The owner of a North Carolina tattoo shop arrested in April for opening his business during coronavirus lockdown is calling for that state’s governor to be impeached.
Matthew “Jax” Myers owns Apex Tattoo Factory in Apex, North Carolina. On April 29, 2020, he opened his tattoo shop in defiance of lockdown orders enacted by Democratic North Carolina Gov. Roy Cooper.
He said his business has three employees: himself, his wife and his daughter. It was shut down by Cooper’s orders on March 14.
Even though Cooper has legal authority to shut down most businesses and keep most citizens inside during the pandemic, Myers said he abused that power.
“No one man should have that much power,” Myers said of Cooper. Myers told the Caller he believes Cooper should be impeached over his actions during the crisis. An email to Cooper’s office requesting comment was left unreturned as of Thursday. (RELATED: Fauci Flips On Lockdown: Staying Home Too Long Could Cause ‘Irreparable Damage’)
Myers said Cooper was using a North Carolina law which grants him broad powers during an emergency to enforce the lockdown — specifically, code 166A-19.30 Part A.
The statute includes giving the governor the power to “take such action and give such directions to State and local law enforcement officers and agencies as may be reasonable and necessary for the purpose of securing compliance with the provisions of this Article and with the orders, rules, and regulations made pursuant thereto.”
Frustrated, having “burned through” his savings, he decided to open his shop back up in late April.
“I am going to work tomorrow,” Myers said in an April 28 Facebook post. The next day, he opened his shop.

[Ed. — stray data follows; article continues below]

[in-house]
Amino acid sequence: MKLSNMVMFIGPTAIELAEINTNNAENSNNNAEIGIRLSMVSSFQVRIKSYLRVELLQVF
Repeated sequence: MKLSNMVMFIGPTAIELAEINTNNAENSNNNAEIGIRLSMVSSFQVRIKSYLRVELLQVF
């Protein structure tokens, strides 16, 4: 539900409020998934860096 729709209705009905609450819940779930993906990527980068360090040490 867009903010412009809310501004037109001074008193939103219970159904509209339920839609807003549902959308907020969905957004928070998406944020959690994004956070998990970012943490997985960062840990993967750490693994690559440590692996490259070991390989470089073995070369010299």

“I did it out of protest; I never intended to take a customer,” he told the Caller. “It was a form of civil protest.”
He said he was the only person in his shop when the local police came and arrested him. An email to the Apex Police Department, which carried out the arrest, was still unreturned on Thursday.
“It sucked,” Myers told the Caller, discussing the arrest. He also said he holds a concealed carry permit and is worried the arrest may jeopardize that.
Myers said part of his frustration was difficulty accessing the promised resources. “The SBA thing was a disaster,” he said, explaining that he repeatedly applied for the Paycheck Protection Program (PPP) but each time his application was somehow incomplete.
He called and emailed for guidance but says none came. He also told the Caller that he has yet to receive his $1,200 stimulus check as of Thursday. In the last two weeks, he says he’s received unemployment benefits which will keep him afloat, but that they still weren’t enough.
“If it wasn’t for my landlord being more gracious to me,” Myers said he might not have been able to make ends meet.
He said his criminal case remains open and he faces up to six months in jail as well as a fine.
He is working on getting a lawyer and believes he has a strong case.
“When I was arrested, I hadn’t even broken his order,” he said. “They arrested me for allegedly working at my business.”
A call to the Wake County District Attorney’s Office, which would handle the case, was left still unreturned Thursday.
Myers said he has personally seen the destructive effect of the shutdown. He said that a friend of his, a firefighter, committed suicide because the isolation triggered his depression.
“He was stuck at home,” Myers said of his friend. When they spoke a few days before the suicide, Myers told the Caller his friend said his depression was “getting to” him.
He said if Cooper had trusted his citizens, most business owners would have taken the necessary precautions while remaining open.
In his case, even before the shutdown, he and his staff wore masks. The shop had two large bottles of hand sanitizer and the shop had ordered disinfectant wipes.
He said that since his arrest, tattoo shop owners have reached out to him to thank him for what he’s done. He believes tattoo shops will be devastated by widespread closures.